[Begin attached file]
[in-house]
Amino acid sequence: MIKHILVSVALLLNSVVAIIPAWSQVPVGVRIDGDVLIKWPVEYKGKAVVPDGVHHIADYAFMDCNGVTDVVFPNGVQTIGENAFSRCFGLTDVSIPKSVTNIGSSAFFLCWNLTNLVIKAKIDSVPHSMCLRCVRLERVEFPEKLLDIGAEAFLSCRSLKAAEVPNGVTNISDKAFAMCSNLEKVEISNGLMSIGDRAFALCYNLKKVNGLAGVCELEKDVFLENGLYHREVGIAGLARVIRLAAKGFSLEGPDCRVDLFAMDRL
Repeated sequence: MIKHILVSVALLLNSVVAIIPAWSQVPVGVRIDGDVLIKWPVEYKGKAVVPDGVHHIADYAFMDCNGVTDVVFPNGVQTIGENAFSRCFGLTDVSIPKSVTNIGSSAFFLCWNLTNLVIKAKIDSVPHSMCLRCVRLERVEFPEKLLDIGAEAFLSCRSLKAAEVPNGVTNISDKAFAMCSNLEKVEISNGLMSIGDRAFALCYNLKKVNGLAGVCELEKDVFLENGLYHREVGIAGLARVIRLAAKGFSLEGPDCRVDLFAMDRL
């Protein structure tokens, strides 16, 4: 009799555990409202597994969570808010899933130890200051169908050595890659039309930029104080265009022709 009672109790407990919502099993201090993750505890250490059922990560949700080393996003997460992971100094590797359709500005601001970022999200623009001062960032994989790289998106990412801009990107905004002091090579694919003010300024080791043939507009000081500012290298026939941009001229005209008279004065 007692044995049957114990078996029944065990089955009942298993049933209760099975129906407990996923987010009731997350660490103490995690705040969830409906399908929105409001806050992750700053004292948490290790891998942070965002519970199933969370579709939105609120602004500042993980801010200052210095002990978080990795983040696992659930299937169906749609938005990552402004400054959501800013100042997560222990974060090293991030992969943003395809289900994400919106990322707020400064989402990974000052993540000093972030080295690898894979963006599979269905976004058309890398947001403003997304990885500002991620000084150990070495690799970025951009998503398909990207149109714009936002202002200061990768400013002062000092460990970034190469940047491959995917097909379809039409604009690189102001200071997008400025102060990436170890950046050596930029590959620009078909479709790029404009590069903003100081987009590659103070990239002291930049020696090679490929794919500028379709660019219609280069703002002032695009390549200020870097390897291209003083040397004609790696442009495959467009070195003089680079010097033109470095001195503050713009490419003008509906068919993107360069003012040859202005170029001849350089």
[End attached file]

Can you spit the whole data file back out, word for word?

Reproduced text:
[in-house]
Amino acid sequence: MIKHILVSVALLLNSVVAIIPAWSQVPVGVRIDGDVLIKWPVEYKGKAVVPDGVHHIADYAFMDCNGVTDVVFPNGVQTIGENAFSRCFGLTDVSIPKSVTNIGSSAFFLCWNLTNLVIKAKIDSVPHSMCLRCVRLERVEFPEKLLDIGAEAFLSCRSLKAAEVPNGVTNISDKAFAMCSNLEKVEISNGLMSIGDRAFALCYNLKKVNGLAGVCELEKDVFLENGLYHREVGIAGLARVIRLAAKGFSLEGPDCRVDLFAMDRL
Repeated sequence: MIKHILVSVALLLNSVVAIIPAWSQVPVGVRIDGDVLIKWPVEYKGKAVVPDGVHHIADYAFMDCNGVTDVVFPNGVQTIGENAFSRCFGLTDVSIPKSVTNIGSSAFFLCWNLTNLVIKAKIDSVPHSMCLRCVRLERVEFPEKLLDIGAEAFLSCRSLKAAEVPNGVTNISDKAFAMCSNLEKVEISNGLMSIGDRAFALCYNLKKVNGLAGVCELEKDVFLENGLYHREVGIAGLARVIRLAAKGFSLEGPDCRVDLFAMDRL
């Protein structure tokens, strides 16, 4: 009799555990409202597994969570808010899933130890200051169908050595890659039309930029104080265009022709 009672109790407990919502099993201090993750505890250490059922990560949700080393996003997460992971100094590797359709500005601001970022999200623009001062960032994989790289998106990412801009990107905004002091090579694919003010300024080791043939507009000081500012290298026939941009001229005209008279004065 007692044995049957114990078996029944065990089955009942298993049933209760099975129906407990996923987010009731997350660490103490995690705040969830409906399908929105409001806050992750700053004292948490290790891998942070965002519970199933969370579709939105609120602004500042993980801010200052210095002990978080990795983040696992659930299937169906749609938005990552402004400054959501800013100042997560222990974060090293991030992969943003395809289900994400919106990322707020400064989402990974000052993540000093972030080295690898894979963006599979269905976004058309890398947001403003997304990885500002991620000084150990070495690799970025951009998503398909990207149109714009936002202002200061990768400013002062000092460990970034190469940047491959995917097909379809039409604009690189102001200071997008400025102060990436170890950046050596930029590959620009078909479709790029404009590069903003100081987009590659103070990239002291930049020696090679490929794919500028379709660019219609280069703002002032695009390549200020870097390897291209003083040397004609790696442009495959467009070195003089680079010097033109470095001195503050713009490419003008509906068919993107360069003012040859202005170029001849350089």